Indeed, Akhtar’s book is more than just a genre amalgamation begging for screen adaptation. She employs the perspectives of Dunia both as a grown-up and at age 5 — recalling family stories about jinn-like spirits — as well as a fictional podcast team investigating Dunia’s disappearance. The supernatural flashback chapters of Dunia’s sleepwalks unpeel the layers of trapped family secrets that land Dunia in her present condition. The true crime podcast and present-day narratives ground us in her day-to-day struggles of trying (and sometimes failing) to be the friend and daughter she yearns to be.

With all the interwoven elements, early readers have taken their pick of favorite parts. The novel’s editor, Megha Parekh, who also worked on “Kismet,” enjoyed the semi-satirical treatment of the current obsession with true crime podcasts.

Alex Segura is in an intimate writers group with Akhtar and Kellye Garrett (all three are part of the Crime Writers of Color network). The friends differ on their own favorite parts (Segura prefers the present-day narration, Garrett the podcast), but they agree that what sets “Almost Surely Dead” apart from (and above) Akhtar’s first two novels is the strong autobiographical cultural element.

“I think Amina did a fantastic job interweaving the supernatural and it felt very natural,” Segura reflected over the phone, “but the family tension in this book is really what resonated with me — how families are both flawed and challenging, but also ours. I think Amina is established but she was also flying a little under the radar; this book is her real breakout, the kind of book that you can tell she’s been working toward.”

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All of the dilemmas of the immigrant experience — particularly that of South Asians — are present in the book in ways that feel lived in and deeply personal. There is the weight of professional and cultural expectations for success and assimilation (but not too much of it). There are female friendships that begin as idealistic but turn sour. And there are the details of Dunia’s childhood: the birthday dress “full of frosting and flowers,” her father’s “princess and jinn” secret bedtime stories. At least to this South Asian American, they were as vivid and powerful as any madeleine. Like authors Celeste Ng and Sanjena Sathian, Akhtar manages to shake rather than strangle stereotypes.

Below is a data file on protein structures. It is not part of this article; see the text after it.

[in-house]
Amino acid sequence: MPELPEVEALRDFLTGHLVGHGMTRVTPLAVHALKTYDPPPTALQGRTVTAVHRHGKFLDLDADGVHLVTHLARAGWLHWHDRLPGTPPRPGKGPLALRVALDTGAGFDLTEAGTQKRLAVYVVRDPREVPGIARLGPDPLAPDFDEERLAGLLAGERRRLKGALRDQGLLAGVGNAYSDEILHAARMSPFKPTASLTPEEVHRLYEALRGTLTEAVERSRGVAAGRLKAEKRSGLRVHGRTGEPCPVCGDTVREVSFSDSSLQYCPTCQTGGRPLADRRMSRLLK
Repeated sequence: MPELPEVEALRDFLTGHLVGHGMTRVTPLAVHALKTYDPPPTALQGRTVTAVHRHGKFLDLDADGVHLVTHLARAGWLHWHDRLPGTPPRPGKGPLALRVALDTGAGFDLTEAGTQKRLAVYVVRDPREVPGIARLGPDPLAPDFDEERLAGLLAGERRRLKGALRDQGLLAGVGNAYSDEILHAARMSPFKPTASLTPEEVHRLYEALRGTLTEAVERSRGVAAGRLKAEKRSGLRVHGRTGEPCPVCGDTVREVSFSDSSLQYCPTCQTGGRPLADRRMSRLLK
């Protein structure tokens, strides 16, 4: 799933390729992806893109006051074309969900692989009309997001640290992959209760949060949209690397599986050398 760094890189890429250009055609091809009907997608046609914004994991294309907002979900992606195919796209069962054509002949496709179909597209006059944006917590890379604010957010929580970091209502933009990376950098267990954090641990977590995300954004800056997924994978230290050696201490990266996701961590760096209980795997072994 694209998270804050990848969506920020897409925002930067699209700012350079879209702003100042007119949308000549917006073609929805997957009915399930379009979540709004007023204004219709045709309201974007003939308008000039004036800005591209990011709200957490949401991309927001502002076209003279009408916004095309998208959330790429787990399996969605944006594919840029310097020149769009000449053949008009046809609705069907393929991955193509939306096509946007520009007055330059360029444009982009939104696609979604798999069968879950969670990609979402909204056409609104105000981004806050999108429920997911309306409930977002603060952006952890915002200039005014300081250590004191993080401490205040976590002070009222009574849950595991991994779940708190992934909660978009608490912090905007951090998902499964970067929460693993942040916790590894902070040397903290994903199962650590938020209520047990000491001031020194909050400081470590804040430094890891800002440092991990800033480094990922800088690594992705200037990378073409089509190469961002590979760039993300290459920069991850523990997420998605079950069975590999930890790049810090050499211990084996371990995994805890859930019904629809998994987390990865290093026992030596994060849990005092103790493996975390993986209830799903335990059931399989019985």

It makes perfect sense that someone who had skyrocketed into the assimilated world of journalism and fashion, only to leave it behind and reconnect to the people who mattered most in a mystical landscape, would write a book like this.

“I’m literally out here in the middle of a mountain,” Akhtar says, “where I see wild animals more often than I see people, which is a very different experience than my past life in New York. I joke about how my dad was this ‘super-Pakistani’ dad who told me, ‘You will do this and you will do that’ — no questions asked — but now he is just the complete opposite, my best buddy, my No. 1 fan. I’m grateful I’ve got this time with him because it’s such a whole new wonderful experience for me that I want to write a sitcom about it.”

Fortunately, she has an in with Mindy Kaling.

Ram is a recent graduate of Duke University, originally from Iowa City, Iowa.

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This story originally appeared in Los Angeles Times.